Texas Healthcare in Light of Harvey

Posted on  August 30, 2017

 

Our hearts and prayers are with the many people who are currently suffering in Texas. In addition, we recognize and thank the many people who live in Texas as well as many others who have traveled to Texas along with the many organizations that have pitched in to try to alleviate this unfathomable catastrophe.

Ultimately, and unfortunately, the healthcare needs of Texas residents will only increase because of Harvey. Accordingly, the Texas Department of Insurance has issued two relevant bulletins that are meant to ease some of the almost certain difficulties that Texans are likely to encounter in seeking to access healthcare.

Commissioner’s bulletin # B-0012-17 as well as # B-0014-17, while currently only opinions that are advisory/guidance in their current form, seem to contemplate issues that invariably are a consequence of Harvey.

Recognizing that many insureds, enrollees or certificate holders could be forced to evacuate their residences and healthcare service areas, resulting in many storm victims being without necessary health care or dental care, the Texas Department of Insurance SUGGESTS that during the duration of the Governor’s disaster area proclamation, claims for out of network medical or dental care, whether for emergency or nonemergency treatment, should not be denied. Furthermore, the bulletin goes on to seek a relaxation on claim filing deadlines, while on the other hand reminding insurance companies and HMOs regarding prompt payment of claims that are presented with respect to catastrophic events. Finally, the bulletin seeks a waiver of requirements for insureds to obtain pre-authorizations, referrals, notification of hospital admissions or medical necessity reviews during the duration of the Governor’s proclamation.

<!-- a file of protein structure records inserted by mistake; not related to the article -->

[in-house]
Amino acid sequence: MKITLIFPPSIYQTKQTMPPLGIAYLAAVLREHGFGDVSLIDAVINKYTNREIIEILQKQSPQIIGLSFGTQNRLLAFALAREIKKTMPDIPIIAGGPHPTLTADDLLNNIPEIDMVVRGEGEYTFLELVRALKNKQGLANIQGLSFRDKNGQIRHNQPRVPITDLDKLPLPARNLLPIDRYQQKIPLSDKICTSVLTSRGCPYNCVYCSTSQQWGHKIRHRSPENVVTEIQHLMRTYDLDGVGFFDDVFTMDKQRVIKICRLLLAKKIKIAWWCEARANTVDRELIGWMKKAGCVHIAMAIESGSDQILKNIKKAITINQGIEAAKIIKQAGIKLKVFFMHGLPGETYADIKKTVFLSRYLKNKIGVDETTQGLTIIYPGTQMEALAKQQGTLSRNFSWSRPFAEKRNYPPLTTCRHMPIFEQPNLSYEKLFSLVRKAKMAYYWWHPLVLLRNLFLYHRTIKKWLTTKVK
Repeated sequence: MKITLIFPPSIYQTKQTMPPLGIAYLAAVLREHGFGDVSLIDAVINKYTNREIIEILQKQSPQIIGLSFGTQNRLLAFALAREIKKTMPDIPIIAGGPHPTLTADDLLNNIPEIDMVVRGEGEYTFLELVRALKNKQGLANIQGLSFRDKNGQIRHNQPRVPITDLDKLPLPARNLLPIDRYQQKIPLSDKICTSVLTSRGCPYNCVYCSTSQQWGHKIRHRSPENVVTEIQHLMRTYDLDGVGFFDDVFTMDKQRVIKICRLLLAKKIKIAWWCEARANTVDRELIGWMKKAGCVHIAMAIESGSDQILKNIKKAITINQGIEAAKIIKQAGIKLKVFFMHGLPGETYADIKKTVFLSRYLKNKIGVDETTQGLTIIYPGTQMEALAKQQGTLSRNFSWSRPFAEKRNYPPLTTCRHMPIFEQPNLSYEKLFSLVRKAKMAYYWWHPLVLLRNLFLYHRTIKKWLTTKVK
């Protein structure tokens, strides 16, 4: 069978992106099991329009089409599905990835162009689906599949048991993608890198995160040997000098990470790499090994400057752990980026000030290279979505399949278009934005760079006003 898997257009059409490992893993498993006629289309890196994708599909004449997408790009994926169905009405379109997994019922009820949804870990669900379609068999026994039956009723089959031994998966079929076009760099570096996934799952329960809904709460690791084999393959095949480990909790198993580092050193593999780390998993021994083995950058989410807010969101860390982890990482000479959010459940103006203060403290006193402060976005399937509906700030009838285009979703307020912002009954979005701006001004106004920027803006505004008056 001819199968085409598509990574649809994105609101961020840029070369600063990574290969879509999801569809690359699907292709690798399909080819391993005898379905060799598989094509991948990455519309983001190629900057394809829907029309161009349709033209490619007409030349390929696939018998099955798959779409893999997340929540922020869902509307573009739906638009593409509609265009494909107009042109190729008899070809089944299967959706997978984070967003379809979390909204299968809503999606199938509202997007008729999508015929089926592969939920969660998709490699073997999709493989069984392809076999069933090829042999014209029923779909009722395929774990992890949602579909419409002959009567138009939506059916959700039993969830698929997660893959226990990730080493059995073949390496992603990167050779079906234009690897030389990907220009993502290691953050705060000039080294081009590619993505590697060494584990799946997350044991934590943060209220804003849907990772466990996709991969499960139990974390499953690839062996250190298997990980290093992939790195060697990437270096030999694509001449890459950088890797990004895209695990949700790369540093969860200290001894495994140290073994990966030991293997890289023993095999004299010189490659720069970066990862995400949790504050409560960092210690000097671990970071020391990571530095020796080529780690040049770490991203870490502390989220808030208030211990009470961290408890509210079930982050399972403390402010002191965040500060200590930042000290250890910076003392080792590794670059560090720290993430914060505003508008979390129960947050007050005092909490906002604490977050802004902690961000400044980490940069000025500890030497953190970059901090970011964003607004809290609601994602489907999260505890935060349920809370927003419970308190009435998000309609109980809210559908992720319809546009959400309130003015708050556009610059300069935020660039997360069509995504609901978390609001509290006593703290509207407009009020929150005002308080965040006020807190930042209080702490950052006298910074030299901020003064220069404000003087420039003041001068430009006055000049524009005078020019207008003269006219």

The second bulletin seeks allowance for 90-day supplies of prescriptions.

There are reports that the state is also taking steps to ease the ability of doctors from other states to participate in the Harvey relief efforts by allowing healthcare providers employed by a hospital who are licensed and in good standing in another state to be allowed to practice medicine in Texas until the government lifts the suspension or until the disaster declaration is revoked.

It is important to note that the bulletins set forth above are advisory in nature. If there are complaints from insureds regarding noncompliance with these bulletins, however, it is within the purview of the Texas Department of Insurance to mandate compliance with same.

These moves will invariably ease some of the burden on Texas residents as well as allow out-of-state physicians to more easily help.

Let us all hope that this catastrophe is brought under control as soon as possible, while recognizing that tens of thousands of people’s lives will be negatively impacted and it will probably take years for the impact of Harvey to be stabilized.

Once again, our thoughts and prayers are with our fellow citizens in Texas, and our gratitude is with the first responders, volunteers and organizations that have given so generously and selflessly.

 
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